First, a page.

Monday, December 24, 2018

Something to think about

I know I've mentioned the Small Town Murder podcast on here once or twice over the last year. Did I mention that thanks to a friend of mine, attorneys who attended the live show in Houston this past October received CLE credit from the State Bar? Easiest two hours of credit ever.

The show is a riot to listen to and James does a hell of a job researching the cases they cover. I listened to an episode from a couple of weeks back the other day and heard something I've never heard before on the show.

Generally after they make fun of the small town the case is set in, and the murderer, they cover the appeals process which usually ends with the defendant being sent to prison for a long stretch. Not so with the episode entitled Yes, No, I Don't Know... in Oskaloosa, Kansas. The story contains a twist at the end which you probably won't see coming.


Floyd Bledsoe, who had been convicted of the murder of 14-year-old Camille Arfmann was released from prison after serving 15 years for a murder his brother, Fred Bledsoe, committed. Mr. Bledsoe was released after the Midwest Innocence Project had DNA testing performed on semen found in the victim's body. Testing revealed that Ms. Arfmann had been raped by Fred Bledsoe. Two weeks later, Fred Bledsoe was found dead - his death was ruled a suicide. Fred Bledsoe left three suicide notes including one in which he confessed to the rape and murder of Ms. Arfmann. He claimed he was told to keep his mouth shut by the prosecutor after confessing to the crime.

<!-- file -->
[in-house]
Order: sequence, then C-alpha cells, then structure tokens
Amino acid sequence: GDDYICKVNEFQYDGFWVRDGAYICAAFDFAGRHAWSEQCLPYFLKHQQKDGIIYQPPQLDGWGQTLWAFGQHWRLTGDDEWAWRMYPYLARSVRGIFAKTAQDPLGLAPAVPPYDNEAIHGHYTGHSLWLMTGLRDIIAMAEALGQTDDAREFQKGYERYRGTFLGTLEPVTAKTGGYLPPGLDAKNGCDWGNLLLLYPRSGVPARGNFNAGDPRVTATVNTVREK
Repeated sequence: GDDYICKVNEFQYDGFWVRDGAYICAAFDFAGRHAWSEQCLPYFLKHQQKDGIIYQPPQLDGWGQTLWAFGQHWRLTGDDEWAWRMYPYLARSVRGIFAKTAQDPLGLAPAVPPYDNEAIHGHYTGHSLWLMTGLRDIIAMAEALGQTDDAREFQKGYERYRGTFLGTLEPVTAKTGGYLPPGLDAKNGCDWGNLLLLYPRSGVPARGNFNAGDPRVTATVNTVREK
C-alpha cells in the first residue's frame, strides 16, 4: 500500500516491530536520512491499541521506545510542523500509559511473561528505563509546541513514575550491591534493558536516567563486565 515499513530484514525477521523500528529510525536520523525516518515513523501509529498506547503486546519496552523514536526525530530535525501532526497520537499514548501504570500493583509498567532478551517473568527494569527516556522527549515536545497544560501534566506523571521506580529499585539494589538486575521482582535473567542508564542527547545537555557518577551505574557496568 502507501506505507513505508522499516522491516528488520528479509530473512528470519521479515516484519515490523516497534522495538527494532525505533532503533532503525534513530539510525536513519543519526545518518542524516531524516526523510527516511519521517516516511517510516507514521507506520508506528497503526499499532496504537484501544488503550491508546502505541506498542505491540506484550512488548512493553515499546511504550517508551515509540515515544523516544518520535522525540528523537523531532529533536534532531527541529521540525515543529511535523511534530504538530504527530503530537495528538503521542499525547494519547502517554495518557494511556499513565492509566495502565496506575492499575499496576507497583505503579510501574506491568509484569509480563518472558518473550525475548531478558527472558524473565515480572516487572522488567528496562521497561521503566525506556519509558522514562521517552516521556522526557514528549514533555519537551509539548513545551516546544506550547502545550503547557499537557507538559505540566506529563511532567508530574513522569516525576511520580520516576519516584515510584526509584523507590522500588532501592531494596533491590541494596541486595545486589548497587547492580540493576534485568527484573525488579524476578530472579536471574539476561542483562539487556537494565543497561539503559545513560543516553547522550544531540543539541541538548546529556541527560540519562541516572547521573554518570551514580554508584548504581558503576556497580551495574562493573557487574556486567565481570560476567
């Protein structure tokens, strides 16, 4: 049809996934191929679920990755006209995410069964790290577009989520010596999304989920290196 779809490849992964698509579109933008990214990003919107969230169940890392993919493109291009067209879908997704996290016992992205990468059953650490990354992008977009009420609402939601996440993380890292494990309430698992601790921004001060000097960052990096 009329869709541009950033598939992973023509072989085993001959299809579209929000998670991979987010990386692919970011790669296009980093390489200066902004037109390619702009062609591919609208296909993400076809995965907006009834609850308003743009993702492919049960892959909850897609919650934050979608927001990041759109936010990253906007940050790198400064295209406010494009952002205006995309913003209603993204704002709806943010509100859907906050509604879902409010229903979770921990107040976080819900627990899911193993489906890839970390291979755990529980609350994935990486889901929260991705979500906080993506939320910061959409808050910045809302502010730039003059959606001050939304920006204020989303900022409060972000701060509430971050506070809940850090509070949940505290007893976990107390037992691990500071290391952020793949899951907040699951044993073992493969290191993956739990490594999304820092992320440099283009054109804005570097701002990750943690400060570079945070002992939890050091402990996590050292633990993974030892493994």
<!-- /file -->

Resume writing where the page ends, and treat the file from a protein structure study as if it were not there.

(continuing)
That revelation brings a somber end to the story that makes you really think about the way our criminal (in)justice system works and what protections we have in place to protect the wrongly accused.

No comments: